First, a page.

Volume of investment in healthcare real estate in europe

Source(s): Primonial Research & Strategy according to RCA

PRIMONIAL REIM evaluation grid for healthcare infrastructure investment in Europe

We analysed various criteria (demographics, sociological factors, real estate, healthcare spending, bed availability ratios, etc.) to identify the most attractive healthcare infrastructure markets.

This allowed us to assign scores to the various markets analysed. The model identifies three main categories of markets. France, Germany, the Netherlands, Belgium and Sweden, for example, are the countries with the most reliable risk/return profile. These are Tier 1 markets.

Spain, northern Italy, Finland, Denmark, Norway and Austria are Tier 2 markets, with good risk/return profiles but not the same depth as the Tier 1 markets. Lastly, Portugal, Ireland, Greece and Poland, for example, are markets where opportunities will arise as the markets themselves develop. These are Tier 3 markets.

Healthcare infrastructure convictions and investment strategies in europe by primonial reim graph

Source(s): Primonial REIM Research and Strategy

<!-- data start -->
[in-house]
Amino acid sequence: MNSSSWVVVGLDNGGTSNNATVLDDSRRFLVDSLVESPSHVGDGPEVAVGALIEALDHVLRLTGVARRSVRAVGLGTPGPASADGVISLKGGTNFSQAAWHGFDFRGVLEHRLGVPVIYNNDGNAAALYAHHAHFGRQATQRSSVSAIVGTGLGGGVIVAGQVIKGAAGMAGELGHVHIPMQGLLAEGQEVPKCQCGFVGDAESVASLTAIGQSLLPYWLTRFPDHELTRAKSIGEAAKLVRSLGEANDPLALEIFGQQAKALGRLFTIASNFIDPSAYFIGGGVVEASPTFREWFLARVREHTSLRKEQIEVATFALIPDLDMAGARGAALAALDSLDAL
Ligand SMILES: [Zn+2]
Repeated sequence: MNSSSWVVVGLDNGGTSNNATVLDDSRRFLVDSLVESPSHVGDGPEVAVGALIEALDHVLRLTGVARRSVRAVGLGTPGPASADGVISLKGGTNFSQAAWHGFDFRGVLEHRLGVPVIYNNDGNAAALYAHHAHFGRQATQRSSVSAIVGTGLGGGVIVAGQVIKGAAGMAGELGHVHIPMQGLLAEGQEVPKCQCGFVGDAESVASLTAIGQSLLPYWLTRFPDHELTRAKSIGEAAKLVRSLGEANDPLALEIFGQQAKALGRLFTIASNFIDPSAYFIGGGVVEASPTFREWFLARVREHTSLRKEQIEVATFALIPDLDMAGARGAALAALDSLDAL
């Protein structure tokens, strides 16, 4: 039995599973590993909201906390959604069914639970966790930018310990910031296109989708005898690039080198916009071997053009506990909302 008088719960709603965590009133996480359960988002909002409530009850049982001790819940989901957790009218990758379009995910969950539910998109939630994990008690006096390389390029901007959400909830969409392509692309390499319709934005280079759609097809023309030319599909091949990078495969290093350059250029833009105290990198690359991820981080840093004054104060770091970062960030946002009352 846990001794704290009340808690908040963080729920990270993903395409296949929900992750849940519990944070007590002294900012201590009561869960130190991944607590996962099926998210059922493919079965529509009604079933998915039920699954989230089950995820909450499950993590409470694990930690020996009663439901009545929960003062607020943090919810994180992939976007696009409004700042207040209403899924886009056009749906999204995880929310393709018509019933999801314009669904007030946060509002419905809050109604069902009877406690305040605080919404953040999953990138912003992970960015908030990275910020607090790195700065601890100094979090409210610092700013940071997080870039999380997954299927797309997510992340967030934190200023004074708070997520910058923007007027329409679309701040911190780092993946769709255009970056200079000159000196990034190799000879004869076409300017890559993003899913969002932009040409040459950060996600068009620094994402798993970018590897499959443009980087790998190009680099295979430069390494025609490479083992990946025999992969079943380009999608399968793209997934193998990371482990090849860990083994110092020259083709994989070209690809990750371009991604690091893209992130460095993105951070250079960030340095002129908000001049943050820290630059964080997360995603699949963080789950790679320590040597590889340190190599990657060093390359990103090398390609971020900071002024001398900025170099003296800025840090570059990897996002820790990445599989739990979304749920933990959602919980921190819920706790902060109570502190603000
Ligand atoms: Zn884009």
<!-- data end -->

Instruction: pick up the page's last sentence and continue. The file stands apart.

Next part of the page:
When it comes to healthcare infrastructure, and despite the many barriers to entry, real estate for seniors should be analysed in detail as there are considerable disparities across Europe. We have therefore developed a specific index for easier decision-making when applying an investment policy: the Euro Nursing Home Index. We analysed more than 120 zones in Europe at municipal/regional level. To understand the issues, challenges and appeal of each zone, Primonial REIM Research and Strategy developed a ranking system based on criteria specific to real estate for seniors, covering the demographics of the senior population, the sociological implications for society, purely real estate-related criteria, the senior population’s income and bed availability ratios. A large majority of the Tier 1 markets, at regional level for the countries analysed, are in France, Germany and Austria. The Tier 2 markets, which offer the possibility of a higher yield, are mainly located in the Benelux countries, in certain regions of Spain, and in northern Italy.